Edited 8:17 p.m. … No Doubt’s onstage now. Gwen Stefani (Rossdale?) in another freaky, ill-advised get-up. Not as ill-advised as Shania’s though … Yes, I’m petty.
Edited 8:19 p.m. … Those punk cheerleaders are really freaking me out … What’s up with the pseudo girl-power halftime show?
Edited 8:22 p.m. … Mmmm … Sting. :) … Don’t think much of Gwen’s back-up vocals. Or Sting’s tee-shirt.
Edited 8:36 p.m. … I kinda like the “Rainbows and Dreams” ad for HotJobs.com. Nice, bleak atmosphere as everyone dreams of a better job.
Edited 8:53 p.m. … The commercial with the Cadillac train-side billboard advertisements just show that the old Cadillac car design is a classic, and the current “futuristic” design is just a big, boxy pretender.
Edited 9:01 p.m. … I’m giggling at the cartoon violence at the Terry Tate-as-productivity-consultant ad for Reebok.
Edited 9:20 p.m. … Coors Light: “Here’s to the remote.” David loves this series of ads so much he had me scouring Kazaa for copies of them. It’s all about the twins. He likes to sing the jingle over the phone. So I guess I’m prejudiced against the ad even before really seeing it … Anti-war political ad borrowing from the infamous 1964 “Daisy” ad. Not as starkly effective as the original.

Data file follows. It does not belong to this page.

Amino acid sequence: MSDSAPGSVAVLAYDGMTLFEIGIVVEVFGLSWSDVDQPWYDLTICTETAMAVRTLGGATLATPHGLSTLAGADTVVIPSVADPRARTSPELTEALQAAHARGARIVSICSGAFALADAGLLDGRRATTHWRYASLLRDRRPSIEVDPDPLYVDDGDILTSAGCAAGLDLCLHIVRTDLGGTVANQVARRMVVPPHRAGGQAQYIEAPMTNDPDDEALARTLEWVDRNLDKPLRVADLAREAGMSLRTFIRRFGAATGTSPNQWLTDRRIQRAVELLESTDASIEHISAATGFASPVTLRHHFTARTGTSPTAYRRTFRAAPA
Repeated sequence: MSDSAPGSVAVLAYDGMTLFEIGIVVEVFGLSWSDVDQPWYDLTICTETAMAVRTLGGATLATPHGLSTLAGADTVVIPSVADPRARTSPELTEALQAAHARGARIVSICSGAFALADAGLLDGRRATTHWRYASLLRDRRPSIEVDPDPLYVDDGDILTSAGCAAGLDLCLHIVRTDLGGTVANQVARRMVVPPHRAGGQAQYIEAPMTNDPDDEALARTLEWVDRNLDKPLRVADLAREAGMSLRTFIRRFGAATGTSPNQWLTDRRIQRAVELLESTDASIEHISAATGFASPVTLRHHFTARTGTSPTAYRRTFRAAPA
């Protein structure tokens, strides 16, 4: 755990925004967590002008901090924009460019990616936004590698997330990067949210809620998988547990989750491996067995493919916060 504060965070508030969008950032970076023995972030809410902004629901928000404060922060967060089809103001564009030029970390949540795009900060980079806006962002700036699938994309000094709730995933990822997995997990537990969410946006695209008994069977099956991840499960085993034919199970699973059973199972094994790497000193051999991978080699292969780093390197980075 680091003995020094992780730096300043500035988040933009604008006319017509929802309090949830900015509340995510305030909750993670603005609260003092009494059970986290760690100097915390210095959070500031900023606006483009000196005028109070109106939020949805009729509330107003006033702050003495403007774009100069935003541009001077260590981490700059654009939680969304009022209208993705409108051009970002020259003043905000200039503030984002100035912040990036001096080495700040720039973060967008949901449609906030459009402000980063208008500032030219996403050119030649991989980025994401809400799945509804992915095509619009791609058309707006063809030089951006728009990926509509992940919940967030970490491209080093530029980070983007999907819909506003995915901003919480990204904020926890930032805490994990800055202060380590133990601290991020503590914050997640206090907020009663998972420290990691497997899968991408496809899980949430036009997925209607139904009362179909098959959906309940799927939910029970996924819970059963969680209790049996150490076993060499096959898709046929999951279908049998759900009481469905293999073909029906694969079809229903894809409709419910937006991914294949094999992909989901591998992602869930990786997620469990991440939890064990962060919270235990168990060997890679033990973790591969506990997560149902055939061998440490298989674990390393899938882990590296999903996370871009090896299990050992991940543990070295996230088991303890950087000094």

Edited 9:26 p.m. … I like the ESPN ad about devout sports fans who stick by their teams, whether predicting a good season ahead or looking forward to the next. “Without sports, there’s no next year.” … Still not keen on the Alias teasers. Yes, we know Jennifer Garner is hot, sexy, whatever. Can we move on now?
Edited 9:37 p.m. … Sony video camera ad, starring the millionaire who paid the Russians to take him up in space. It’s an older commercial, but I like Sony’s series of tech ads targeted at seniors. “When the kids ask where the money went, now you can show them.” … Another cute AT&T mLife commercial, this time parodying Antiques Roadshow.
Edited 10:48 p.m. … Best commercial of the night: Terry Tate-as-productivity-consultant.
Today marks the 19th anniversary of the Macintosh computer. On Jan. 22, 1984, Apple aired its famous “1984” commercial during the Super Bowl. Two days later, the Mac was released. (MacInTouch.com: “Apple introduced Macintosh 19 years ago today; see ‘1984’ ad here” - 01/24)
Released with much fanfare in January of 1984, the Macintosh was the first affordable computer to include a Graphical User Interface. It was built around the new Motorola 68000 chip, which was significantly faster than previous processors, running at 8 MHz. The Mac came in a small beige case with a black and white monitor built in. It came with a keyboard and mouse, and had a floppy drive that took 400k 3.5” disks—the first personal computer to do so. It originally sold for $2,495.
Incidentally, the “1984” commercial was directed by Ridley Scott, known now for blockbuster work such as “Gladiator,” “Black Hawk Down,” “Blade Runner” and “Alien.” In 1999, TV Guide rated it the best commercial of all time.